For the serious number crunchers, in theory, China should have 109,593 helicopters, if it follows the Canadian model or 48,000 if the US model is used. No matter what comparison is made, the Chinese helicopter industry has been restricted in the past by the difficulties in obtaining permission to use military airspace.

Enuf for this week! Happy weekend.
CaptSpry
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Re: China - future HEMS opportunities?

Postby CaptSpry » Sun Aug 7 2011, 02:40

Now have access to an updated brochure with discounted Australian prices and more background on agenda and local venue.

Please PM and I can send a pdf.
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Re: China - future HEMS opportunities?

Postby CaptSpry » Fri Aug 26 2011, 03:51

Just an update from research into China's aviation opportunities. Sources are varied and tranlation makes odd reading at times.

CHINESE HELICOPTER MARKET OVERVIEW
China should become the world's largest market for helicopters. Government policies have hampered the development of helicopter industry

A recent media release states (in brief): Aviation commentators suggest during the 21st century, China will become the largest helicopter market in the world. Indeed, market analysts forecast that China's demand for helicopters is expected to reach 1,867 helicopters before 2013 representing a market value of $4.9 billion (source: China Daily). Today, the civilian helicopter fleet is around 150. (source: CAAC). Note: Australia’s fleet is 1,880 helicopters, NZ 800. (Excludes 250 or so military).

Chinese government is helping private aviation market by relaxing flight rules. The previous regulations were very strict and private aircraft were forced to apply a long time in advance for flight approval. The authorities will make some changes such as reducing wait-times from days to hours, eliminating flight-plan fee which was US$4,400. It is anticipated next year the 17% value-added tax and the import duty on corporate aircraft will be reduced.
If the trials, on private helicopters, which started in January 2011, are successful Chinese aviation authorities will start to open part of China’s low-altitude airspace - altitudes lower than 1,000 meters - for private flights, which include helicopters and small aeroplanes. Experts agree, the most direct beneficiaries of the opening-up of the low-altitude airspace are the helicopter users.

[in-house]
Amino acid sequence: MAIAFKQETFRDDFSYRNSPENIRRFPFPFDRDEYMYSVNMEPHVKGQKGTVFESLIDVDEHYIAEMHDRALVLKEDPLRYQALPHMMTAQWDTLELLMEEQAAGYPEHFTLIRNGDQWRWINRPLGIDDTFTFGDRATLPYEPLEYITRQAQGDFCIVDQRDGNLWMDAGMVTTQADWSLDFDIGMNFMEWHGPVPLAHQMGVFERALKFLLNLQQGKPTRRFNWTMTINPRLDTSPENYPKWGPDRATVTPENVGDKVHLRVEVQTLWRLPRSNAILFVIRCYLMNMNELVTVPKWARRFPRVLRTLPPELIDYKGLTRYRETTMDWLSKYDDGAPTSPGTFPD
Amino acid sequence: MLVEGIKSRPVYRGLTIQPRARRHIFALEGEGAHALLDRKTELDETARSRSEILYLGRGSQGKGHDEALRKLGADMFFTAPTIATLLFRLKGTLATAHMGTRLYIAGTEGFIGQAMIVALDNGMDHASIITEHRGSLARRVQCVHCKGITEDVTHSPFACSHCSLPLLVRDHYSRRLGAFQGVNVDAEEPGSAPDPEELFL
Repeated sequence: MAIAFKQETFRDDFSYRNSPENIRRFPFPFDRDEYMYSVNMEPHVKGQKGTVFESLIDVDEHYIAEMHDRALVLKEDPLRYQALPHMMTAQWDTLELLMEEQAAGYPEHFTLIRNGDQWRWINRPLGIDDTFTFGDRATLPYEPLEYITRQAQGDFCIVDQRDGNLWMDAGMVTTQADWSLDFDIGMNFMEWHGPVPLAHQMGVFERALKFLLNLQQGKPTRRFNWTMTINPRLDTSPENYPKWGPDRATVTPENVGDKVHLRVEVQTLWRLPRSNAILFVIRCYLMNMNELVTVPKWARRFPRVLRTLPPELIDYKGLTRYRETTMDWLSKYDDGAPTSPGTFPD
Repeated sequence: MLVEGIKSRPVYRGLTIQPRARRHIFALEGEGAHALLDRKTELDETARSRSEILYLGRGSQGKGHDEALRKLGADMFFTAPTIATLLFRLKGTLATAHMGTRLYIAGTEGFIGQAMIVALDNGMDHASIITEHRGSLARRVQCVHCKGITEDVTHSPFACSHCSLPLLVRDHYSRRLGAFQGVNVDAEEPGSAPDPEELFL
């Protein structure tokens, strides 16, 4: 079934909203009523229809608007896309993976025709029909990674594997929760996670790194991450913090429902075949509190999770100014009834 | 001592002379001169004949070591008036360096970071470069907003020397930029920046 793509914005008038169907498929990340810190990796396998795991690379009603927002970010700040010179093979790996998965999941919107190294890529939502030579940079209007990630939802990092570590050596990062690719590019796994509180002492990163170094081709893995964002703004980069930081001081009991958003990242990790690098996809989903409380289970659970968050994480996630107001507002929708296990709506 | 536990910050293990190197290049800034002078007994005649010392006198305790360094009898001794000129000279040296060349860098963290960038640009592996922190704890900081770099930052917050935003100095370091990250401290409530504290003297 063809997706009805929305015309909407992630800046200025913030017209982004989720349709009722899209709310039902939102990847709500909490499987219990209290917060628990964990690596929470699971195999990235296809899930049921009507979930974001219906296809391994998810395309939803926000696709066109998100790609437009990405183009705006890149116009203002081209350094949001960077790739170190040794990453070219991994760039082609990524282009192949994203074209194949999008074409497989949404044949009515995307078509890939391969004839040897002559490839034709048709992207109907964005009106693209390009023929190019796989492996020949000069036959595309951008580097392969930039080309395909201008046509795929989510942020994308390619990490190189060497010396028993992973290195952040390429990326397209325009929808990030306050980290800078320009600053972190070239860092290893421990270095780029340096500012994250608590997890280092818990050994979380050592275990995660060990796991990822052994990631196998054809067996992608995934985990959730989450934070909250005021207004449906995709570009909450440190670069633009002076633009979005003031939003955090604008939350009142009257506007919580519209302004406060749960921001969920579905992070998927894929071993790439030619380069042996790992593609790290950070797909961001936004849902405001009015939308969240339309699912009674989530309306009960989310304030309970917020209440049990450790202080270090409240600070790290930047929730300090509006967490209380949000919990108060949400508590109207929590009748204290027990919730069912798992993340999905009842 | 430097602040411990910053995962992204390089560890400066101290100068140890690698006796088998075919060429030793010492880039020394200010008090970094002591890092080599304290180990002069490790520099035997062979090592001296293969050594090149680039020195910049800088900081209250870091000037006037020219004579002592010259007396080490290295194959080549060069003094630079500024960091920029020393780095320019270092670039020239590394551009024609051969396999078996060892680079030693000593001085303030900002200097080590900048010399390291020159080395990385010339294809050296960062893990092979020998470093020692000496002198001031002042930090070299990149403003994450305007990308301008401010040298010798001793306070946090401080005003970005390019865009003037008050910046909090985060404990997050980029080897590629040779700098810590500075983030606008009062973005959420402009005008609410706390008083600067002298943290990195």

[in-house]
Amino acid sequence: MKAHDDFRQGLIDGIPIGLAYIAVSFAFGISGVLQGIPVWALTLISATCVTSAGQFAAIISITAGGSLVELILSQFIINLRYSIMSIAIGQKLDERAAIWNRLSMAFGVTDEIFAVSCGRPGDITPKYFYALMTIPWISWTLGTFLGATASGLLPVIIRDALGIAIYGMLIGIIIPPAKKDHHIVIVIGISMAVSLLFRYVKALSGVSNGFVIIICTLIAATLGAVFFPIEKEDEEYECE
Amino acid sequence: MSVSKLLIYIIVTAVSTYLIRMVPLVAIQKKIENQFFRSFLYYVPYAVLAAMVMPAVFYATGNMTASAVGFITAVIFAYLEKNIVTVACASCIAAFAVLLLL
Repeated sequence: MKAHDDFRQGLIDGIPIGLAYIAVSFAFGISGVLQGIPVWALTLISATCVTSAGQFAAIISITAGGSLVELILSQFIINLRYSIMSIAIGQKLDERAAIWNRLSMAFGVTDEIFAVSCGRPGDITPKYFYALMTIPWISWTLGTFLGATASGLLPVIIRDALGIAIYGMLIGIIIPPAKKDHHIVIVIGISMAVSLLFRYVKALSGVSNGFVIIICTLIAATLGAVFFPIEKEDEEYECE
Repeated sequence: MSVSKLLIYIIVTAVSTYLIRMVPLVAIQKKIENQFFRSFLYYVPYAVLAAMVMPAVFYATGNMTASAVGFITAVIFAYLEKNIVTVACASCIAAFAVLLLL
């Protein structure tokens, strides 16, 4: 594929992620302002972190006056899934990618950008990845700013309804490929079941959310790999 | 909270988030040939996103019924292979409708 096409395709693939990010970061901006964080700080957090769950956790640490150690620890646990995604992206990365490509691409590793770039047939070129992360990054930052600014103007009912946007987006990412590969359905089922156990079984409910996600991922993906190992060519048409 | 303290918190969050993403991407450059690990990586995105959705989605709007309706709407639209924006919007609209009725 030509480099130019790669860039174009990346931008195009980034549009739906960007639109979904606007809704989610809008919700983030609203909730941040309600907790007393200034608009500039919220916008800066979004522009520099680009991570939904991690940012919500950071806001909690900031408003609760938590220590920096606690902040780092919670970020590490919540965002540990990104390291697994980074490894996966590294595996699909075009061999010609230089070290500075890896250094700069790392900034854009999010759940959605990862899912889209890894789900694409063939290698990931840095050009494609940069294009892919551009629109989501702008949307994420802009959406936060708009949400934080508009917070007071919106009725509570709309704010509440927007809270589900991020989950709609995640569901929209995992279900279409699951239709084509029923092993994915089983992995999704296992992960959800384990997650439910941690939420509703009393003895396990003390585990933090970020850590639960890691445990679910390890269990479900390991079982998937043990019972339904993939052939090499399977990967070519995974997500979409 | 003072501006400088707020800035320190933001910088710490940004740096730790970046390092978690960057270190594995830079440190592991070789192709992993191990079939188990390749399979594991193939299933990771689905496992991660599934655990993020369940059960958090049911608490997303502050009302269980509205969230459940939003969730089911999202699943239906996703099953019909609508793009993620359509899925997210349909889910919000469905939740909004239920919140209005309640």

PRIVATE AND PUBLIC SECTORS NEED HELICOPTERS
Private, corporate and the public security sector need helicopters

Disaster relief, rescue and aeromedical operations are the new growth areas for the helicopter industry. Helicopters play key roles in efficient disaster relief and rescue operations. Recent figures showed that China would need at least 100 helicopters for observation and providing relief to natural disaster victims within the next five years (source: China Daily).

After the devastating earthquake in Sichuan province in May 2008, Chinese authorities are interested in acquiring suitable SAR and HEMS helicopters. In the recent past, helicopters demonstrated unique advantages in the disaster-relief efforts more particularly in earthquake toppled buildings, blocked roads, and destroyed railways and bridges.

Aeromedical helicopters also have great potential. The concept (new to China) of flying ambulances is of interest to China. A demand for 50 helicopters for the next five years has been is suggested. (source: China Daily).

In the remote areas of western China, there is a huge market for public sector helicopters because of the difficult terrain in the region, often extreme climatic conditions, numerous mountain ranges and undeveloped transport infrastructures. In these areas passenger, cargo transport and tourism would benefit from the availability of helicopter resources